Sam: And for a lot of families, this is a big shift because it just hasn’t been doable with schedules, with everything happening. But it’s really something we recommend.
Ashley: Yeah, I was gonna ask what is the typical response that you get from a family when you first ask or pose this question?
Sam: Yeah, I think with any change there sometimes can be some discomfort and some resistance, and I really do encourage families to figure out a way to make this happen as frequently as possible.
Sam: And even if it can’t—you know, we understand that there’s work schedules. There are there are things that sometimes parents or partners just can’t get out of. You know, maybe they work a shift where they’re not home during dinner. But there are ways to connect whether it’s over the phone, Facetime, let’s think of other ways you can connect during the meal. It could be a text before the meal, a text after the meal, a phone call during the meal or after. Or, let’s also think about who are some other supports that we might be able to bring in, that can eat with your loved one.
Ashley: Yes, I love that.
Sam: Yeah, because what we don’t what we don’t want are meals alone.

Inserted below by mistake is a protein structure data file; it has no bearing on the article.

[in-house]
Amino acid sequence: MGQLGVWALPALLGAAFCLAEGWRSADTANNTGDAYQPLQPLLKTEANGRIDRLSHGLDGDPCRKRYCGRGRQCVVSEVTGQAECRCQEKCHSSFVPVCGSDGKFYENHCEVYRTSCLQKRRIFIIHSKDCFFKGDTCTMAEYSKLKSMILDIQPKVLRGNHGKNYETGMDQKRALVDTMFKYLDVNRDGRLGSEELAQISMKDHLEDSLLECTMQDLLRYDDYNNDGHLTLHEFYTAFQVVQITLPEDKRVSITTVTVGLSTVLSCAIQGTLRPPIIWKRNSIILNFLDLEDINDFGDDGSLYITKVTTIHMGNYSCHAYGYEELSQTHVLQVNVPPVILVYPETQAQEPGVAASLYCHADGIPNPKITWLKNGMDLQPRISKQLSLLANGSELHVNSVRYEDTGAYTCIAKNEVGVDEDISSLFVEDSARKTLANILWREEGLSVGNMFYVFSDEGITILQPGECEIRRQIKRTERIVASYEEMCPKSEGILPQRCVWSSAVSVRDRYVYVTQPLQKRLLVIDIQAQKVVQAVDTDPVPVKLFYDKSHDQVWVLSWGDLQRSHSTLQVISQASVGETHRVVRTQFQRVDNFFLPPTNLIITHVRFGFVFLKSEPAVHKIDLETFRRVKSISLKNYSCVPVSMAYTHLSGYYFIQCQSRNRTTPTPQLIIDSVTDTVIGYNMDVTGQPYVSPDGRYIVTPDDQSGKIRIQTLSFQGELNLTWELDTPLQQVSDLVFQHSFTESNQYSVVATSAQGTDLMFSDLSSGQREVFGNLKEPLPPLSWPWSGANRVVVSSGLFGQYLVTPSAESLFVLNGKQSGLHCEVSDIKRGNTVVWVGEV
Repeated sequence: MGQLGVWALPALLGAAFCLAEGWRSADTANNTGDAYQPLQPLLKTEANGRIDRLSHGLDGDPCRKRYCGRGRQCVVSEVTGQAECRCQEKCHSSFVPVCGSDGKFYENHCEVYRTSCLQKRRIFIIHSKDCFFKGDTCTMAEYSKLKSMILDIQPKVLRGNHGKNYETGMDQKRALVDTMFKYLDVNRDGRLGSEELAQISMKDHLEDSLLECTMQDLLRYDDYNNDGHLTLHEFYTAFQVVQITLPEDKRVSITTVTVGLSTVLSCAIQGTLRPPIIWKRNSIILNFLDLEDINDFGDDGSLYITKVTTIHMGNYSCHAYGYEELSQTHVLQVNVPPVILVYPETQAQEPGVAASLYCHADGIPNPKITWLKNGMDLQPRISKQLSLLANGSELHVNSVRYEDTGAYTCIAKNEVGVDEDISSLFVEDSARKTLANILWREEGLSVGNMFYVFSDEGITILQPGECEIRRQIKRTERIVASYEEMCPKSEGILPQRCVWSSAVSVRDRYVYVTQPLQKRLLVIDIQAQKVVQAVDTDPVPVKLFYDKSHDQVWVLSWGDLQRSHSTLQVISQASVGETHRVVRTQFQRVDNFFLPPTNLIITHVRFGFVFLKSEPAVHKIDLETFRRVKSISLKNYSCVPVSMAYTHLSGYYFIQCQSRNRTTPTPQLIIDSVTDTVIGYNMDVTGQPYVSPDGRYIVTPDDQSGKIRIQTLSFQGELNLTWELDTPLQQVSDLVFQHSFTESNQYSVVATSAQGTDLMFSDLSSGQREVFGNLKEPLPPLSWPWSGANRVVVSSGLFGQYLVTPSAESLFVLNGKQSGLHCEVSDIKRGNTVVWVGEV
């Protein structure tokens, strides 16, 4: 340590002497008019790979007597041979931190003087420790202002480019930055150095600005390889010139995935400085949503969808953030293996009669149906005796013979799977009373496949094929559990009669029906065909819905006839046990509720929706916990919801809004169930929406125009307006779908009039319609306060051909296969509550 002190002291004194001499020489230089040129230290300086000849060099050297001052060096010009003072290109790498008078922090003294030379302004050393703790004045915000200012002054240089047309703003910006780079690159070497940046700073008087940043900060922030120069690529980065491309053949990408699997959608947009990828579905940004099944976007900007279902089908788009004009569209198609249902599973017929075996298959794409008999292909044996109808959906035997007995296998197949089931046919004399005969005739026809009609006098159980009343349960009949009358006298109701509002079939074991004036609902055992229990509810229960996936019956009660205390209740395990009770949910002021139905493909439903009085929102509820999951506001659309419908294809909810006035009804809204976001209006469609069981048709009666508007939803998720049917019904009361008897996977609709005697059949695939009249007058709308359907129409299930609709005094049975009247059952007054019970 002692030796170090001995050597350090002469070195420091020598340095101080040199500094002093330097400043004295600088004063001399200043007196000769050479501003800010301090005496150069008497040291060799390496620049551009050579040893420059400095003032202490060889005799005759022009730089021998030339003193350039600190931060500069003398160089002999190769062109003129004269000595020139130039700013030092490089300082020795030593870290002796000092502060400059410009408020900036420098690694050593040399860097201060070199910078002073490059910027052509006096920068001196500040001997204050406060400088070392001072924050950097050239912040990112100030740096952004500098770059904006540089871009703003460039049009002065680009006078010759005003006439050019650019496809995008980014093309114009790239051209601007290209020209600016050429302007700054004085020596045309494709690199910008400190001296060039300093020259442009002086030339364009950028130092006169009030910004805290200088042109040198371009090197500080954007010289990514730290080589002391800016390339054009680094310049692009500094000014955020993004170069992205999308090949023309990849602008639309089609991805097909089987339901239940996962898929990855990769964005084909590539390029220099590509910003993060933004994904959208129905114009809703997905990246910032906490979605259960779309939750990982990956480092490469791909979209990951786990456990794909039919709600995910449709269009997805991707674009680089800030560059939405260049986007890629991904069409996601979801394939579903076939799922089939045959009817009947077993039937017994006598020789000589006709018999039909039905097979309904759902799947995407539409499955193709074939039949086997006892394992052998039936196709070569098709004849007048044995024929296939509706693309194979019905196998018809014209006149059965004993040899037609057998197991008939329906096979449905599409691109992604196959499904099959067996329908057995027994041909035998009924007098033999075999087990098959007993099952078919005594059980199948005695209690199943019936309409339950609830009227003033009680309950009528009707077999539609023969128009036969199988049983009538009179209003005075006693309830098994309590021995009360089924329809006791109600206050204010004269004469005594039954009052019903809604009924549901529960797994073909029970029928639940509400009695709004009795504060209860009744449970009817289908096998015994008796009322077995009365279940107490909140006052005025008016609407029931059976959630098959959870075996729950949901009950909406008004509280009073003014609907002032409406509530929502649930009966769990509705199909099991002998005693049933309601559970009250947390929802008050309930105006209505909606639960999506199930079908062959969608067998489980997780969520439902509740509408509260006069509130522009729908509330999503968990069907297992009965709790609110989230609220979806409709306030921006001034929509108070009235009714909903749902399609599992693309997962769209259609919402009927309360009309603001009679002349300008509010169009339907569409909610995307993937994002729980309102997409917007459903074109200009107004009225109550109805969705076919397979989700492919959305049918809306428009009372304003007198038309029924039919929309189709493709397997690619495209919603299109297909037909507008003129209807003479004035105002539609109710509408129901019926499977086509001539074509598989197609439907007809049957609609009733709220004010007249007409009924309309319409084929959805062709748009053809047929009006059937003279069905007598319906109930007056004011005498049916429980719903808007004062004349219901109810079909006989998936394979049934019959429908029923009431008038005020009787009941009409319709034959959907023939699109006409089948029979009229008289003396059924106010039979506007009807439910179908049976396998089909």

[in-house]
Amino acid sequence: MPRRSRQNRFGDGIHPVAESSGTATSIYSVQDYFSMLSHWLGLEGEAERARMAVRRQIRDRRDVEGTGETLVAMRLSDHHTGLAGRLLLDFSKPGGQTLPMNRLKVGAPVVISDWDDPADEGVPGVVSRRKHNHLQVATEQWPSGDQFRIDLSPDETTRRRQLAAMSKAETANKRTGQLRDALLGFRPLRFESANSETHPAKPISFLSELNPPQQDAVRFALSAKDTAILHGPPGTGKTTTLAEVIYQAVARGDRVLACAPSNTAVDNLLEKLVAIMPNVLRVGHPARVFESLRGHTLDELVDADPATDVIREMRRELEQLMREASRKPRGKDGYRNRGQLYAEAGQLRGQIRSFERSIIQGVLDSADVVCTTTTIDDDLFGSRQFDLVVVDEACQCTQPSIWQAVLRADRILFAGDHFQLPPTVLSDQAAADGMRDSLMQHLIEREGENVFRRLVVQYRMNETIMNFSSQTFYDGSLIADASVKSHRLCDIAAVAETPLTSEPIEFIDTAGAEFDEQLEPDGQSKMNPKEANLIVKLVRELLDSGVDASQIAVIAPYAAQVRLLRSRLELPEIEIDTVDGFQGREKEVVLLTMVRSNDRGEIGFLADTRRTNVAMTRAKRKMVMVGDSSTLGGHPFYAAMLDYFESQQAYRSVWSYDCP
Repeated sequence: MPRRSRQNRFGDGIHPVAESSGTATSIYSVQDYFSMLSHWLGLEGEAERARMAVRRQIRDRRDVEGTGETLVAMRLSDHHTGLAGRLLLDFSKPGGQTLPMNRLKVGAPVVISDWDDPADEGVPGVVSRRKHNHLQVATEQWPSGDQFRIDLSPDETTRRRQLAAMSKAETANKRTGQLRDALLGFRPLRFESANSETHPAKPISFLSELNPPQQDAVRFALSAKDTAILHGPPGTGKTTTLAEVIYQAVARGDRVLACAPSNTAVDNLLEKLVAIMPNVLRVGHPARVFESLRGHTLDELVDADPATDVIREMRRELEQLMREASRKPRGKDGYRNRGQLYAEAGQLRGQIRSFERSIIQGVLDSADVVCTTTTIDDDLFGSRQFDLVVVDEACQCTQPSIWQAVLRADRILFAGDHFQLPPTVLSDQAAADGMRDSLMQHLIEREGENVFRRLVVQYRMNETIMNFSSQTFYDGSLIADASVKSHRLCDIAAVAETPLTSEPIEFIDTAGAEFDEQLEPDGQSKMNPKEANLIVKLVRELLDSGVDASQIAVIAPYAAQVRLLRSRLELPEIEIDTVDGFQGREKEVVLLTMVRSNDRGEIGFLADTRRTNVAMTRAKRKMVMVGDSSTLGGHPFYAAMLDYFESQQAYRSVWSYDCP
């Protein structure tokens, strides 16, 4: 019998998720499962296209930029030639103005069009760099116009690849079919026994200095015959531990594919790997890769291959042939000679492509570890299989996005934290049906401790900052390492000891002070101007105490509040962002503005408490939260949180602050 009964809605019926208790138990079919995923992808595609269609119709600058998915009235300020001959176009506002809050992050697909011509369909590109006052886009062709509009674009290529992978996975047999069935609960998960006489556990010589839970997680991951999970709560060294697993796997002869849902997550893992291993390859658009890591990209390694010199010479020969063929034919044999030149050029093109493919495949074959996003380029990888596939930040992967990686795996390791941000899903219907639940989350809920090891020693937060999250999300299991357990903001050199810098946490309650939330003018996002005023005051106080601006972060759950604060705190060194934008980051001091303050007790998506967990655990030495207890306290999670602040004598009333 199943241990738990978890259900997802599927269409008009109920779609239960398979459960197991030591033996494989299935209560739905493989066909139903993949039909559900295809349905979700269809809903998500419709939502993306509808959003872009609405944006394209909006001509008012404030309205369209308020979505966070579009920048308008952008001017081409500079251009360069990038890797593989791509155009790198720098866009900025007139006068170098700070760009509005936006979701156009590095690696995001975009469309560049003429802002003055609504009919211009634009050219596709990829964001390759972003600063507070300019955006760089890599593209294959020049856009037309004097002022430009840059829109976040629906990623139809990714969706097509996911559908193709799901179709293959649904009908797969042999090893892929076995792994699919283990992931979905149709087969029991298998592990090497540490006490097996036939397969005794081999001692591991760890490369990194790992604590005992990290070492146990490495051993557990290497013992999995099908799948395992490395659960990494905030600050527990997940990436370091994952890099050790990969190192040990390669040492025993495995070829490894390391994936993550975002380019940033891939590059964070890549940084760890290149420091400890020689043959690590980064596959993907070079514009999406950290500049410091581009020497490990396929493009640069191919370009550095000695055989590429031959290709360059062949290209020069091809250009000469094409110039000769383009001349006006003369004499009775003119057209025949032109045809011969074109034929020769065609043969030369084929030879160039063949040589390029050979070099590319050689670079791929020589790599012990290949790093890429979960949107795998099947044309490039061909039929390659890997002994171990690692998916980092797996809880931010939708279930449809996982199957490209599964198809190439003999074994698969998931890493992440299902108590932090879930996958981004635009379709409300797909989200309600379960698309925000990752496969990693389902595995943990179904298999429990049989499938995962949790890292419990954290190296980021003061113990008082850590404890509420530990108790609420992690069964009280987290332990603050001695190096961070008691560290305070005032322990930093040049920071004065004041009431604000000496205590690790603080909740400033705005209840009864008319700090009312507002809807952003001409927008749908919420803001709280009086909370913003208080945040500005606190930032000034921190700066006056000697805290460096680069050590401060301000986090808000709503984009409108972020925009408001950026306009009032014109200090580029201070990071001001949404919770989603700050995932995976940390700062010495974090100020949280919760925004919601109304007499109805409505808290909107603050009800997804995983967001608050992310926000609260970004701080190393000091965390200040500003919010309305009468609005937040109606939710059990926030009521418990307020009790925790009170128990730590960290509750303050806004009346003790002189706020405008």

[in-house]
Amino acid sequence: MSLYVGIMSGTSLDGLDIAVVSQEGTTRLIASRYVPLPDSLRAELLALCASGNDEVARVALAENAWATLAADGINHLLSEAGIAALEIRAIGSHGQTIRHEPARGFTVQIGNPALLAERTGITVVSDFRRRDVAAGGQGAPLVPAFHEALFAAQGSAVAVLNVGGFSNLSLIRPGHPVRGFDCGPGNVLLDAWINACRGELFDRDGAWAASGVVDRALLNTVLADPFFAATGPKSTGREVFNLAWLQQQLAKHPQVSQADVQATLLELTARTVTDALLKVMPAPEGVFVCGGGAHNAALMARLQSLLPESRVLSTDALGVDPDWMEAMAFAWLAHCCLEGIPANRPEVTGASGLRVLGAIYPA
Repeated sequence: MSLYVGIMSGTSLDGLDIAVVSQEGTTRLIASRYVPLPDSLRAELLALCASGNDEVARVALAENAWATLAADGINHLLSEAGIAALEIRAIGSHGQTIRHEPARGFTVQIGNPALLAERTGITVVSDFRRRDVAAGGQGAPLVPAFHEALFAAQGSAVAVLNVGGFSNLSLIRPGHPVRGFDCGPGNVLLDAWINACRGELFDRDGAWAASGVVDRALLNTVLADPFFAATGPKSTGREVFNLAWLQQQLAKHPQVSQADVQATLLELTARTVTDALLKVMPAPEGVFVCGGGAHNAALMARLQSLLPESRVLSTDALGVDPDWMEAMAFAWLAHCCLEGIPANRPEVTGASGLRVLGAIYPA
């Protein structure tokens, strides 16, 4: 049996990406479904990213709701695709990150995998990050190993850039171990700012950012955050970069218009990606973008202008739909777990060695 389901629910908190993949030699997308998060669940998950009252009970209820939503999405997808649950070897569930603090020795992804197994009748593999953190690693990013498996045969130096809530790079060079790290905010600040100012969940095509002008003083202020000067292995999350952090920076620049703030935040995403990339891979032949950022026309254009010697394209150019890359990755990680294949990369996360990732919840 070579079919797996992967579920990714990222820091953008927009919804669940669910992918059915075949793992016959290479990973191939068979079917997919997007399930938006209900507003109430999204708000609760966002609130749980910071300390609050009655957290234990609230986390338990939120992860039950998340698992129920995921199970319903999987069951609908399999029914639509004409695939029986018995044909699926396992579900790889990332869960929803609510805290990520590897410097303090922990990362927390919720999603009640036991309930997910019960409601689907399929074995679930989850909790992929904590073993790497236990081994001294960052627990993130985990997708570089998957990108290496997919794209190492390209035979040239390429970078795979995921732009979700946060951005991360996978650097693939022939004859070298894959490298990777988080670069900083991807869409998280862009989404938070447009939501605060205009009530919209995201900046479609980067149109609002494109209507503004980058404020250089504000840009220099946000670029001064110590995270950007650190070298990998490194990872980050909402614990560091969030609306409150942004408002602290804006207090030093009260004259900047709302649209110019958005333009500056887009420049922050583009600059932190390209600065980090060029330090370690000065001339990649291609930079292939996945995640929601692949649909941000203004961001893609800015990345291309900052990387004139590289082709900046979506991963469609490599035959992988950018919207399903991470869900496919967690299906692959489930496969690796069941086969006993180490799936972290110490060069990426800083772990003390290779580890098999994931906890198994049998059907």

Sam: We know that this is just not really a good environment when you’re recovering from an eating disorder, is when you’re eating in isolation. And I know sometimes it has to happen, but we really want to try to come up with a plan of how we can minimize any meals alone. So, connection is key. Also, the schedule of meals, to try and eat meals generally at the same time, to eat snacks generally at the same time. So, reintroducing some structure, some predictability, to mealtime. Not in a rigid way, because flexibility is part of recovery, but especially early on in recovery, you know, that structure—the meal plan, the predictable times, all of that really helps the body relearn when it’s hungry, when it’s full. Because all of those hunger fullness cues are completely broken after an eating disorder has, you know, really taken hold.